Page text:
• --->
  • <cfoutput>
  • Customer ID: #listGetAt(, 2, "+@" )#
  • </cfoutput>
  • </cfif>
  • </cfloop>

As you can see here, all we need to do is pull down the FailTo account headers using CFIMAP and then look for TO addresses that use the plus-style formatting. Once we have a given address, we can extract the customer ID, treating the email address as a value list delimited by the "+" and "@" characters. When we run the above page, we get the following output:

Customer ID: c12345

While this works well in this particular situation, I have to admit that it took me a long time to figure this out. I spent about an hour this morning trying to send emails to non-existent domains; then, I finally figured out that this seems to only work when the domain name is real (ie. GMail, Hotmail) but the username is not. There must be something special about my SmarterMail SMTP server because, as I demonstrated yesterday, Postmark has no problems tracking bounce back emails sent do non-existent domains.

I really love the idea of using GMail's plus-style addressing to embed meta data directly within the FailTo / Return-Path value; but, it appears that tracking failed emails is a bit more complicated than that. Considering that this won't work if you either use GMail as your SMTP server or if you send an email to a non-existent domain, it starts to make a lot of sense as to why services like Postmark and Campaign Monitor exist.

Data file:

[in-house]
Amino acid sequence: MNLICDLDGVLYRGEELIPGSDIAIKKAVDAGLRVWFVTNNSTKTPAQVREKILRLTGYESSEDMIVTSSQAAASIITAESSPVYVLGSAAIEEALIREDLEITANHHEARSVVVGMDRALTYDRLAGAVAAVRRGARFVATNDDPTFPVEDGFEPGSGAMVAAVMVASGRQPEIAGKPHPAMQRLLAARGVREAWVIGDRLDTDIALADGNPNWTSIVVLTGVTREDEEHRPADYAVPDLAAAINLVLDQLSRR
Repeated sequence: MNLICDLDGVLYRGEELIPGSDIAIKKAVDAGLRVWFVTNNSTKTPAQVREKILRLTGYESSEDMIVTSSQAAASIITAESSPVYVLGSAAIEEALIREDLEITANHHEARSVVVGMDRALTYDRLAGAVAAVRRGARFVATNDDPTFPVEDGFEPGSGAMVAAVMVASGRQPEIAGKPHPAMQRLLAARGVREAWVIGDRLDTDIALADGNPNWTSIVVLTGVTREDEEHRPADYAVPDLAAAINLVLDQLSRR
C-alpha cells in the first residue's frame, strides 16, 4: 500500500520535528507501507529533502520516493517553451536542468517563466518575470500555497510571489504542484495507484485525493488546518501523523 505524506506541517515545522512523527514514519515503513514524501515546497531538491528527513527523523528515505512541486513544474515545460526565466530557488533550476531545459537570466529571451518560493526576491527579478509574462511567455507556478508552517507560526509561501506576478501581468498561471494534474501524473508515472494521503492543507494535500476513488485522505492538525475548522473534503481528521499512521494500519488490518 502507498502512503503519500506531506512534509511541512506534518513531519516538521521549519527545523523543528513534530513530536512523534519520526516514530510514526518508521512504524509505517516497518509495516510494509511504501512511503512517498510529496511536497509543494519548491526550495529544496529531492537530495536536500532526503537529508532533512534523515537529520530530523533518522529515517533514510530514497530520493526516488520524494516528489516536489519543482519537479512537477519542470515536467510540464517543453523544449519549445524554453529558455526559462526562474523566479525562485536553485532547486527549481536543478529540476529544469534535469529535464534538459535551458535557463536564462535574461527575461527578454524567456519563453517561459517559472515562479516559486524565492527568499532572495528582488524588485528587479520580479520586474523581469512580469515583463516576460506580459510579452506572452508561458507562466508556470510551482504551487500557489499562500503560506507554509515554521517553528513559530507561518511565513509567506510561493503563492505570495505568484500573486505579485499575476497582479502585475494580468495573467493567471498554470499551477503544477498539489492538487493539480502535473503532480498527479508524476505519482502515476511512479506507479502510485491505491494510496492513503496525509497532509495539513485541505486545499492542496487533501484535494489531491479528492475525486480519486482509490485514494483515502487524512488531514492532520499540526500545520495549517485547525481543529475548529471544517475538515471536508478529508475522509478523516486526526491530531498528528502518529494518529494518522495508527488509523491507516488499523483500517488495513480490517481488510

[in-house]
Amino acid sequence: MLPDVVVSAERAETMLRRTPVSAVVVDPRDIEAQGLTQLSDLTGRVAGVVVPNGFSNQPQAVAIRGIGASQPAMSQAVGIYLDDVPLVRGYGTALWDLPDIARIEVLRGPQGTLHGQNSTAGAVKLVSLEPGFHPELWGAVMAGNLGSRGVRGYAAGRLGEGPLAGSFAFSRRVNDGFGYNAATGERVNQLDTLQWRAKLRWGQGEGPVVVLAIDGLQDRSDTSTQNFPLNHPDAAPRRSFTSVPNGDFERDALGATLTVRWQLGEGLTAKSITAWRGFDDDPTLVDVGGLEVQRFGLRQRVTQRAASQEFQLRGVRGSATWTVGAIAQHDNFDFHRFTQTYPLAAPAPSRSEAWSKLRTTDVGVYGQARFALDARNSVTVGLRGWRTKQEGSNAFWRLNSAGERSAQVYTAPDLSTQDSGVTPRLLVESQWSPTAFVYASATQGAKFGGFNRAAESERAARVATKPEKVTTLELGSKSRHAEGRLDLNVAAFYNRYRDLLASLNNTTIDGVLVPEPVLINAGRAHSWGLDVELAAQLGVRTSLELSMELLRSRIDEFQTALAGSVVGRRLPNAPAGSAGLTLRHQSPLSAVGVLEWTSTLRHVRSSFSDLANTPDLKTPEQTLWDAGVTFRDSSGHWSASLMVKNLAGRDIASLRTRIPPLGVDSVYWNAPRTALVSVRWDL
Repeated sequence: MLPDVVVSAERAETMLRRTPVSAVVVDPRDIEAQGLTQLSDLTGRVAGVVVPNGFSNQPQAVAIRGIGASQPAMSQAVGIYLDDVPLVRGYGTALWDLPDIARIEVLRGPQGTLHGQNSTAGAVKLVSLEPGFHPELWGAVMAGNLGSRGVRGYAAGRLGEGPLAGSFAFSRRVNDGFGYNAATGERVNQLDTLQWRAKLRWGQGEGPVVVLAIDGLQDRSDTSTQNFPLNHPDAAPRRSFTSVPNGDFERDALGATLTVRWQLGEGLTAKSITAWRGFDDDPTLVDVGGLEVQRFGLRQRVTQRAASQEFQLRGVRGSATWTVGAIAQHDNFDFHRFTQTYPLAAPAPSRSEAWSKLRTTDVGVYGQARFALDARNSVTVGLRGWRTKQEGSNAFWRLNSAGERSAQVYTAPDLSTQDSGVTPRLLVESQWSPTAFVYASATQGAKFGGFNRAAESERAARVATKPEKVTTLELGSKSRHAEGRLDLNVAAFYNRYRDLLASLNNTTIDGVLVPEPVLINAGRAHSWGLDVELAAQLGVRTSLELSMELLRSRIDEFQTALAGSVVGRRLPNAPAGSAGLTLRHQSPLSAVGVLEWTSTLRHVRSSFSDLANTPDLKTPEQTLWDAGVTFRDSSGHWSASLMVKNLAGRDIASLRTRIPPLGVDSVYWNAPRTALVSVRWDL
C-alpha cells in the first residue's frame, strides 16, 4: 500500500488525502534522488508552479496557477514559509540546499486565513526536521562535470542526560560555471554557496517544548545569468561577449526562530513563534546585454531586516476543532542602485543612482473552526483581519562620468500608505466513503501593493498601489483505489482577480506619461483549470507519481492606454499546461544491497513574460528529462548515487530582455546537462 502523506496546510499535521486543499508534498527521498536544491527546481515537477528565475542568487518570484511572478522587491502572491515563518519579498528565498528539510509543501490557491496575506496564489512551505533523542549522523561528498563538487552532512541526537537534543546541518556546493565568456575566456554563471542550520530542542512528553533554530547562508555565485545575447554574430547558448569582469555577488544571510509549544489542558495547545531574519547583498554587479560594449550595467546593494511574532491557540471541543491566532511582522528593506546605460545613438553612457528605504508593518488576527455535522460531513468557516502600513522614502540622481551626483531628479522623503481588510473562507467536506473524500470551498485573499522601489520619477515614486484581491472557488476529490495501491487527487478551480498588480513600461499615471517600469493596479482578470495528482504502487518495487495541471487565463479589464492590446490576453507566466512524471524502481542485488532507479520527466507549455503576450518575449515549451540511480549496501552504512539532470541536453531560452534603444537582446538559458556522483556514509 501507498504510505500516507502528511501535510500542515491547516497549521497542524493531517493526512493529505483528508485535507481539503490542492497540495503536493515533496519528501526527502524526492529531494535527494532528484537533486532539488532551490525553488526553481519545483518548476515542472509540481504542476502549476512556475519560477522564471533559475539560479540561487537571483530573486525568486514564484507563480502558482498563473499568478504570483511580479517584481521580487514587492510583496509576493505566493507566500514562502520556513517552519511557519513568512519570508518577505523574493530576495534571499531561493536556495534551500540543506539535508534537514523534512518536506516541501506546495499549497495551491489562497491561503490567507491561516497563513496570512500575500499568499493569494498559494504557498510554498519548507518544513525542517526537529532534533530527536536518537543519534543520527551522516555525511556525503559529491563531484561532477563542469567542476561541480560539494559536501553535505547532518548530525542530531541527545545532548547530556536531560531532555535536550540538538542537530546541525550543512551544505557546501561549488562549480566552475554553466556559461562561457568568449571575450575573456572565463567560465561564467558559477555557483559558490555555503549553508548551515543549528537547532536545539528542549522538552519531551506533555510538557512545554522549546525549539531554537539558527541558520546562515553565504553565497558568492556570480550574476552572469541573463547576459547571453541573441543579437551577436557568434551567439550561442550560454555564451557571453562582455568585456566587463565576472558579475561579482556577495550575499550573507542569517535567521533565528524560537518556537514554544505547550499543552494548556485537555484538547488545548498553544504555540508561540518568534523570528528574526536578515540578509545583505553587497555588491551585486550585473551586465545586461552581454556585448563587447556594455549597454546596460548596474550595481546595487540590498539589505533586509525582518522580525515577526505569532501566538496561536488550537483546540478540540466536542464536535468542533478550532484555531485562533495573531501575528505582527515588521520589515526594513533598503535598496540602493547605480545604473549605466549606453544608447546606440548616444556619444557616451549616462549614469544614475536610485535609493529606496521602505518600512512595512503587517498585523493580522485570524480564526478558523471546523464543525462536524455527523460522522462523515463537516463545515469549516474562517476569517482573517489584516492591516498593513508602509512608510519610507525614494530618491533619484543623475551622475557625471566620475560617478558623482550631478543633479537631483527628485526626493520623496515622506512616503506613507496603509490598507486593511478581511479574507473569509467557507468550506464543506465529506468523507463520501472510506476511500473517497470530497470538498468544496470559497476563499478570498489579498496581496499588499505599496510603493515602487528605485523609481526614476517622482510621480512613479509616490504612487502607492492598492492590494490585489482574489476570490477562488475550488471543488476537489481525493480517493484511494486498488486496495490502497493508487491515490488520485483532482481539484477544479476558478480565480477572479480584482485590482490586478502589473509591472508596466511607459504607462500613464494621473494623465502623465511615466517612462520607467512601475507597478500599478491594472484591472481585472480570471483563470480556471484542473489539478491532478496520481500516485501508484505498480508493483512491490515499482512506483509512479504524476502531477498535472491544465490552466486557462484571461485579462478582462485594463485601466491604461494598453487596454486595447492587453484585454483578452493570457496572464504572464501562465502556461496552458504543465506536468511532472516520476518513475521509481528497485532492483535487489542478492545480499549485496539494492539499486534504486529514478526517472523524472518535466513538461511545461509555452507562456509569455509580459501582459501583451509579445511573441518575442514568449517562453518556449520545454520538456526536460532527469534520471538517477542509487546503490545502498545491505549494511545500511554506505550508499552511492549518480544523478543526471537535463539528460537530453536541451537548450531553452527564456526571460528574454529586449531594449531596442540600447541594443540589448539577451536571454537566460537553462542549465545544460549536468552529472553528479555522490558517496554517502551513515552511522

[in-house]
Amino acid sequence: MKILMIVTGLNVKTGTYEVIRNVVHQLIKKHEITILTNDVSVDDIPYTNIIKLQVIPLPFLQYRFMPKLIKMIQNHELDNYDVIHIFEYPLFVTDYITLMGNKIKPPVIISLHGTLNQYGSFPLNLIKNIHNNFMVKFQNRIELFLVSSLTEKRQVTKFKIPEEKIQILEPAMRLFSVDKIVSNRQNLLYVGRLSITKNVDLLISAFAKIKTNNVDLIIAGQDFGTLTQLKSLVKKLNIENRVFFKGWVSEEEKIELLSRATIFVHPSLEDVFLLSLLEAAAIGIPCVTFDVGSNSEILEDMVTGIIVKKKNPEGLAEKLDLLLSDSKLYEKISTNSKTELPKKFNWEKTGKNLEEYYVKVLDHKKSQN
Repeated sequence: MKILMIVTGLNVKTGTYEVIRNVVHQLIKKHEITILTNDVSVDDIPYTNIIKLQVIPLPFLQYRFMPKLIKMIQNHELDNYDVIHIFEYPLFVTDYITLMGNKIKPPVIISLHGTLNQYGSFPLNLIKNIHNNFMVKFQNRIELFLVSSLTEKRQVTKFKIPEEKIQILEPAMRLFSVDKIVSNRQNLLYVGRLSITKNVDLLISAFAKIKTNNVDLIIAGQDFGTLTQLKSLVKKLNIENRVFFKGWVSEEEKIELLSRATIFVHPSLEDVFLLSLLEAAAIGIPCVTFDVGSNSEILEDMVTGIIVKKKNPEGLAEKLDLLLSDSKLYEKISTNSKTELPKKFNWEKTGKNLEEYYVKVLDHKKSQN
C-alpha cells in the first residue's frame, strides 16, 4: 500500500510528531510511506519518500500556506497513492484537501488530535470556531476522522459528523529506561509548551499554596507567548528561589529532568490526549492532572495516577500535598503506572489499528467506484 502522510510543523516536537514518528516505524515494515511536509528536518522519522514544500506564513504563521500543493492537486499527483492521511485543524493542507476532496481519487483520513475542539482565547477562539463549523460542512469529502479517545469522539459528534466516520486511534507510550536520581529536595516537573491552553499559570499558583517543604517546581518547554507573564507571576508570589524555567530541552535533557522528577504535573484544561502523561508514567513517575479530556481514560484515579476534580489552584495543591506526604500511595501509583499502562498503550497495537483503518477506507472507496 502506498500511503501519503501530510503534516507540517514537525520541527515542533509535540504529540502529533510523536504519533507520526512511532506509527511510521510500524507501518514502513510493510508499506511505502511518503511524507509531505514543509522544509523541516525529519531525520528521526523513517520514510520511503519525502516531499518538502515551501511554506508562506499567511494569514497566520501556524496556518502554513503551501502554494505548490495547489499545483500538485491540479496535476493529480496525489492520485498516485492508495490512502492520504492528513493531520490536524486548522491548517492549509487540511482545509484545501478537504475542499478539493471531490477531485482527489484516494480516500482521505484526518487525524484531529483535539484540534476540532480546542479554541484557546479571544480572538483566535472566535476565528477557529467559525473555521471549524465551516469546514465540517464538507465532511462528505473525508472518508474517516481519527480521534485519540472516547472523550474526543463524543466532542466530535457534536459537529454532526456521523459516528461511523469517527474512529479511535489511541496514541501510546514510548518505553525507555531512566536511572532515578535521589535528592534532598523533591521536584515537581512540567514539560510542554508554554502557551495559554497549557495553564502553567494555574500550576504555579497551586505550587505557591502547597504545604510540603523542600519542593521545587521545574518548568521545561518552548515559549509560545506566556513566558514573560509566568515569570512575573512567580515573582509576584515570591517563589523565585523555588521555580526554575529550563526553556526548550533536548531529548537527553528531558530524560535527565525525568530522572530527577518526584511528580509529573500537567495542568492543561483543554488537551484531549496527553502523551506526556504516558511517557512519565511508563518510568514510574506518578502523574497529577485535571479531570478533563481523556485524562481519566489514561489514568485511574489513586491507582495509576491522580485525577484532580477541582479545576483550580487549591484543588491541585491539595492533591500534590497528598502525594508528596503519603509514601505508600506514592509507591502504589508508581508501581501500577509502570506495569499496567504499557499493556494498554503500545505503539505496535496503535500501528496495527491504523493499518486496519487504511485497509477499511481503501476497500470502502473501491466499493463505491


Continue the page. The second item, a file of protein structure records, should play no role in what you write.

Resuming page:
Reader Comments

Yeah, Postmark aren't kidding when they say:

"You should not have to worry about this stuff, it's an entire industry on its own"

Reply to this Comment


Word up - this stuff seems to have way too many caveats :) All things considered, it's completely lucky that I even tested with non-existent domains; had I started with something real (ie., it would have worked fine and I would not even have know there were potential complications.

Reply to this Comment

Ben did you also know that you can use periods in your email address such as and it works!!!

A little off topic, but a great tidbit nonetheless.

Reply to this Comment


Yeah, that's a really interesting feature. I guess this is another thing that could theoretically be used for filtering? I am not sure what the practical purpose is.

Having nothing to do with practical, sometimes, I find it simply more "classy" to use a period:

I am not sure why I find it classier, but I do :P

Reply to this Comment